He stroked her hair, and she angled up to see the fireworks.

“Forget about them,” he said. “Just be with me.”

“I am with you. I’ve been with you for five years.”

“Still. Humour me.”

She smiled at him. “Sure.”

One of my rare Friday Fictioneers pieces. 🙂 For some reason, this picture looked like a foreign south-east Asian city, like Bangkok or Singapore. So I went with that.


BlogFestivus #4 – Vixen

She and Prancer would be the ultimate power couple, Vixen thought. If she wasn’t too busy flirting with all of the other reindeer she deemed worth her time.

Rubbing her body down another healthy reindeer, her body hummed with desire. She was a real Vixen. Just as the other reindeer gained interest, she galloped away, forcing him to chase her.

She may not have those big manly antlers, and Santa’s pulling crew may be a boy’s club, but she was living proof that she could be discounted for nothing.

She shot into the sky, leaving the poor young reindeer stuck on the ground, helplessly watching after her.

Her habits were going to get her in trouble one day. Or they would, if she ever pulled that stunt with the other magic reindeer. But she was smart, and she was careful. She was trouble, not the other way around.

She looked down on the reindeer on the ground. He was alone in the wild, and young too. He didn’t have a pack… he’d be lucky to survive out here. The least she could do was give him a little action.

She heard a bell ring, and she turned her head. There were other magic reindeer close by. She looked around, through the temperate forest, before she caught sight of an antler bobbing up for a second before it lowered into the trees for a moment.

She followed. There was a better adventure ahead.


Fourth entry for BlogFestivus


BlogFestivus Participants:


Steve Betz – the holiday mixer.

Rewind Revise – newly married and on her very own joy train.

Lenore Diane — thoughts from the Elf Queen herself.

Shouts from the Abyss – Tom’s on a mission to blighten your holiday season.

FiX It or Deal — Amy Severson bringing it robot-style.

Lynn Schneider Books — Lynn, the BlogFestivus newbie.

1 Point Perspective — the Bruce Willis of WordPress.

So I Went Undercover — she’s undercover and that’s all I’ll say about that.

Joe Owen’s Blog — he’s got forty-something eyes. Not Betty Davis eyes.

MC’s Whispers – Maria-Christina works in PR. What kind of “spin” will she put on this writing challenge?

LittleWonder2  – a musical surfing vampire lover. I know.

Blog It or Lose It! – One word. Minecraft.

Voice in Me — Reena’s from India…where reindeer go on vacation.

Apprentice, never master – Gwendolyn, the fearless.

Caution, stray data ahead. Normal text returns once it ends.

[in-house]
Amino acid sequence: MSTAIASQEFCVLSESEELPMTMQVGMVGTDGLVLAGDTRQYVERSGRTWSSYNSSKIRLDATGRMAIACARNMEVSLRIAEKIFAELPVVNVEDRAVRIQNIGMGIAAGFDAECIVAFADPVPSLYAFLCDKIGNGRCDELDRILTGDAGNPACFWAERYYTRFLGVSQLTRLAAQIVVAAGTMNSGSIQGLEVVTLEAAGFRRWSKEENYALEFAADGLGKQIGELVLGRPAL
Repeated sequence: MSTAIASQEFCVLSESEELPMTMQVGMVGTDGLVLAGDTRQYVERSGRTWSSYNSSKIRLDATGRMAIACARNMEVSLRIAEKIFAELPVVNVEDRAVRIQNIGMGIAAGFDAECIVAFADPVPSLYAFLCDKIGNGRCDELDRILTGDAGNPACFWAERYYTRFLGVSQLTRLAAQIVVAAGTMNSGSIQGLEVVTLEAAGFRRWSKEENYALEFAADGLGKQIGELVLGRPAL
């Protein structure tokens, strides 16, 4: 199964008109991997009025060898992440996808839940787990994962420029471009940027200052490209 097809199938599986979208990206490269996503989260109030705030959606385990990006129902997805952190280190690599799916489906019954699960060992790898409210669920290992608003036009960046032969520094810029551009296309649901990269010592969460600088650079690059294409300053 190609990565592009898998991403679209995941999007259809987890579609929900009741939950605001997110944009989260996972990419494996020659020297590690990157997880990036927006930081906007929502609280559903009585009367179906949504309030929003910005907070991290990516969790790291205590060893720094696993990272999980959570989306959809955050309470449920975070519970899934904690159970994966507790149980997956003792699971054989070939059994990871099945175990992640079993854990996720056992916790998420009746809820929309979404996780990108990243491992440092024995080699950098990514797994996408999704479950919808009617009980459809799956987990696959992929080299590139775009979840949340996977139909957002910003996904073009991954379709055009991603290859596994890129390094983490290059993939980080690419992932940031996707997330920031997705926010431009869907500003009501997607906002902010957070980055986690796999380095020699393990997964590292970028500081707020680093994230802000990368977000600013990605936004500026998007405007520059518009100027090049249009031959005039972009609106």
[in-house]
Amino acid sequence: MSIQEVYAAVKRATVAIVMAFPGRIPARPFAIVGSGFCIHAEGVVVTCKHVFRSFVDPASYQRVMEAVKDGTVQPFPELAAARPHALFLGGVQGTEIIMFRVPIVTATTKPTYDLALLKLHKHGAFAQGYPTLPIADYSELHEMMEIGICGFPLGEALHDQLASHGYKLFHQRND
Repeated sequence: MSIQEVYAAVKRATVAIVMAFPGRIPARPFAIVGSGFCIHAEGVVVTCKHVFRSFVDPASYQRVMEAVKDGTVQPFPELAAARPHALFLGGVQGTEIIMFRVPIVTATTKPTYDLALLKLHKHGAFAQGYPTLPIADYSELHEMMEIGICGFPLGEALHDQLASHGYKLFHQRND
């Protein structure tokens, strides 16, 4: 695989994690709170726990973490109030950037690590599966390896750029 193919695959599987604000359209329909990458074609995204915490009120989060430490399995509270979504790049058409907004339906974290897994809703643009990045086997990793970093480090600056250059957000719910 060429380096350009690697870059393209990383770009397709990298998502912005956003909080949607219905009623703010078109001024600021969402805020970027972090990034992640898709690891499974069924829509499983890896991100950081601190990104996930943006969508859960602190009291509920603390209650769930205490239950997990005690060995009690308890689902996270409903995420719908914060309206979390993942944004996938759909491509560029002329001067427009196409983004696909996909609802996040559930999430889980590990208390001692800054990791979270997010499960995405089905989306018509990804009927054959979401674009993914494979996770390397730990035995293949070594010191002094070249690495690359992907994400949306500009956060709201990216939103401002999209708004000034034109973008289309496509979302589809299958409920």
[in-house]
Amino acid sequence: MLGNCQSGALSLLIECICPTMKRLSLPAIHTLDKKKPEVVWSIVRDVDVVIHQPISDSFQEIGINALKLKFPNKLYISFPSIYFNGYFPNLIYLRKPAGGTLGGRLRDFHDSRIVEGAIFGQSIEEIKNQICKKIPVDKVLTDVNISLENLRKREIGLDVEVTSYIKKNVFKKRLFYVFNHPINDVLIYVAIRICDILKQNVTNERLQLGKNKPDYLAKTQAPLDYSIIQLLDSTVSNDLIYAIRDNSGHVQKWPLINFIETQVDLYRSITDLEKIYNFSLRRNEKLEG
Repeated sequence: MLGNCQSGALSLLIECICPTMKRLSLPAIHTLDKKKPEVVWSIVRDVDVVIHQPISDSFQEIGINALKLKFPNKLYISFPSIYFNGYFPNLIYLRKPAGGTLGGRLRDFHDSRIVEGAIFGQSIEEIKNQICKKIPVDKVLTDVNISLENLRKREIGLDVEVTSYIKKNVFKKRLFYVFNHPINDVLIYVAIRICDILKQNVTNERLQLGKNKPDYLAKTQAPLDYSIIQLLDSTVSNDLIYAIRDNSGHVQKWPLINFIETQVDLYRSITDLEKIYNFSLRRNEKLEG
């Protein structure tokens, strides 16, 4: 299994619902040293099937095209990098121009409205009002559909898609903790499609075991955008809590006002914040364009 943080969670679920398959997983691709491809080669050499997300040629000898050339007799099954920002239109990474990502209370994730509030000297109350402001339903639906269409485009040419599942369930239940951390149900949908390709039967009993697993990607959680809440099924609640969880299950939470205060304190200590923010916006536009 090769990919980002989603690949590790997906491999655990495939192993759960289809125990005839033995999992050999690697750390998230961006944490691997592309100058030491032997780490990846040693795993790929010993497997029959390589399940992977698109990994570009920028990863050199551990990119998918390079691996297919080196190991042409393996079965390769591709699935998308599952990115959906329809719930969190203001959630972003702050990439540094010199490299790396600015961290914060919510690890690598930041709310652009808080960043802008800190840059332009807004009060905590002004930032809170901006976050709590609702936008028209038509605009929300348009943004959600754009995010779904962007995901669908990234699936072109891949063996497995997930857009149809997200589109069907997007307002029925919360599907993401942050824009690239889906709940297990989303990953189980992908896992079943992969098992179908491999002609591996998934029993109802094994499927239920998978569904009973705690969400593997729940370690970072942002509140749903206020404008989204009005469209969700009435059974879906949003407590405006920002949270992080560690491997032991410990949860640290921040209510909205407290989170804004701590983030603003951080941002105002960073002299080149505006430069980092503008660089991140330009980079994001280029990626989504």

A Year of Daily Posts — Sarah, the paperback writer (three manuscripts but they count.)

Dot Knows! — Liz, the life changer.

k8edid — oh, yes. She did.

The Day After – A musing wannabe.

A Spoonful of Suga – Making reality sexy.

Random Says – in the moment. At the moment.

Leave a comment

Can a woman be a likable success?

It was highlighted on Modern Family once. Women who are successful are often seen as unlikable. They’ve even said it about Australian Prime Minister Julia Gillard.

And I’ve always said, “I’d much rather be successful than liked.” After all, it’s true. But thanks to this article, I’ve also come to the realisation that being liked is something that I care about too. The reason I’ve always said that, though, is because I wish I didn’t.

I’ve never been liked. Not when I was growing up, not to the people around me. And I would bet that, even though my life has gotten better since then, it’s still something that rings true. It’s still something that undoubtedly happens, and it’s still a fear of mine enough that, like Daniel Koeker has recently said, I run from things like bad reviews and negative feedback.

Not just in writing, either. In my opinions. Which I can feel the need to express inside. I can be embarrassed easily.

And I do this partially because I’ve read that it’s something good writers do; even though it may seem childish to run from one bad review, it’s ultimately better for your health not to seek out those bad reviews. This, from what I’ve read from a writer who saw one bad review of something he’d written in the paper amongst good reviews…

I took all this in because it comforted me. I’ve always told myself I need to grow a thicker skin, but the fact that I could avoid bad reviews if I wanted, without guilt, eased my mind greatly. And I’ve always said anything that eases my mind is needed; my mind can be pretty uptight. If it’s too much, I’m afraid I’ll crack.

It was also comforting when Daniel Koeker said that criticism to a writer doesn’t have to roll of their back… I don’t necessarily have to work too hard on growing a thick skin. That helps.

The thing is, as a writer, likability goes hand in hand with success. At least in that arena, a woman can be both. After all, I consider JK Rowling to be likable. As do I find her series.

And I know that’s something, because looking back on how I think of my parents, I consider my mom to be a nag… and yet a compulsion to listen to my father. Hell, for years I wanted him to be my favourite parent. But our relationship just wasn’t like that.

Hell only knows why I think that way. Or why anyone else does, for that matter.

So, even with my issues, there’s one thing. If she can do it, why not me? (And yes, I’m paraphrasing Harry Potter when he was teaching Dumbledore’s Army there.)